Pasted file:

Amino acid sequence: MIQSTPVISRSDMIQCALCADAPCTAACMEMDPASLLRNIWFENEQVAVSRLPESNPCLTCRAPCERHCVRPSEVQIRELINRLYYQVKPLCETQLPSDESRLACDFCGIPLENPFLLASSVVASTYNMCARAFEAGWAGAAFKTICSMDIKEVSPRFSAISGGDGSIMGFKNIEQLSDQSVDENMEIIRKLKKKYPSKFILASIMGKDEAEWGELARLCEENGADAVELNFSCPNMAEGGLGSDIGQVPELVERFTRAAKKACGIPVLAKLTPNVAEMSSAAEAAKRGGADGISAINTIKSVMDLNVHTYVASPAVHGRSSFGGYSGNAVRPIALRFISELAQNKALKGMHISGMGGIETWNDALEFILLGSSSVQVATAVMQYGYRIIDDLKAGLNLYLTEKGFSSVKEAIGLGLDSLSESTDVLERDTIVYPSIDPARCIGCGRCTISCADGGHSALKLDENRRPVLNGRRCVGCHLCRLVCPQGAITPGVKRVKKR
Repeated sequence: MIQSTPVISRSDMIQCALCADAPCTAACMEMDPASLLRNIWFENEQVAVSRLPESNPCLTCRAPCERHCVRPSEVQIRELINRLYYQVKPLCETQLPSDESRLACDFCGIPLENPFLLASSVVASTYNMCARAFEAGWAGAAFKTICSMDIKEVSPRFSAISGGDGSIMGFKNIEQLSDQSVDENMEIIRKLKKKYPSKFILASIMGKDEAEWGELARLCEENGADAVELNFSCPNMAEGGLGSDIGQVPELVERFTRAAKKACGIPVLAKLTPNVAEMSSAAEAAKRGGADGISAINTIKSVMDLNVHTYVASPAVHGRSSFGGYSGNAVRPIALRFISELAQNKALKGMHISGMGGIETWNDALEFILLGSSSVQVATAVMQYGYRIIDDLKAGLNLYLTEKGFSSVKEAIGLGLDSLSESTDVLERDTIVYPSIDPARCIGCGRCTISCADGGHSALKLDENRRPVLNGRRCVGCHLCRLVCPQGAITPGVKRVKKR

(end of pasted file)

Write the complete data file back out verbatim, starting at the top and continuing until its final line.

Amino acid sequence: MIQSTPVISRSDMIQCALCADAPCTAACMEMDPASLLRNIWFENEQVAVSRLPESNPCLTCRAPCERHCVRPSEVQIRELINRLYYQVKPLCETQLPSDESRLACDFCGIPLENPFLLASSVVASTYNMCARAFEAGWAGAAFKTICSMDIKEVSPRFSAISGGDGSIMGFKNIEQLSDQSVDENMEIIRKLKKKYPSKFILASIMGKDEAEWGELARLCEENGADAVELNFSCPNMAEGGLGSDIGQVPELVERFTRAAKKACGIPVLAKLTPNVAEMSSAAEAAKRGGADGISAINTIKSVMDLNVHTYVASPAVHGRSSFGGYSGNAVRPIALRFISELAQNKALKGMHISGMGGIETWNDALEFILLGSSSVQVATAVMQYGYRIIDDLKAGLNLYLTEKGFSSVKEAIGLGLDSLSESTDVLERDTIVYPSIDPARCIGCGRCTISCADGGHSALKLDENRRPVLNGRRCVGCHLCRLVCPQGAITPGVKRVKKR
Repeated sequence: MIQSTPVISRSDMIQCALCADAPCTAACMEMDPASLLRNIWFENEQVAVSRLPESNPCLTCRAPCERHCVRPSEVQIRELINRLYYQVKPLCETQLPSDESRLACDFCGIPLENPFLLASSVVASTYNMCARAFEAGWAGAAFKTICSMDIKEVSPRFSAISGGDGSIMGFKNIEQLSDQSVDENMEIIRKLKKKYPSKFILASIMGKDEAEWGELARLCEENGADAVELNFSCPNMAEGGLGSDIGQVPELVERFTRAAKKACGIPVLAKLTPNVAEMSSAAEAAKRGGADGISAINTIKSVMDLNVHTYVASPAVHGRSSFGGYSGNAVRPIALRFISELAQNKALKGMHISGMGGIETWNDALEFILLGSSSVQVATAVMQYGYRIIDDLKAGLNLYLTEKGFSSVKEAIGLGLDSLSESTDVLERDTIVYPSIDPARCIGCGRCTISCADGGHSALKLDENRRPVLNGRRCVGCHLCRLVCPQGAITPGVKRVKKR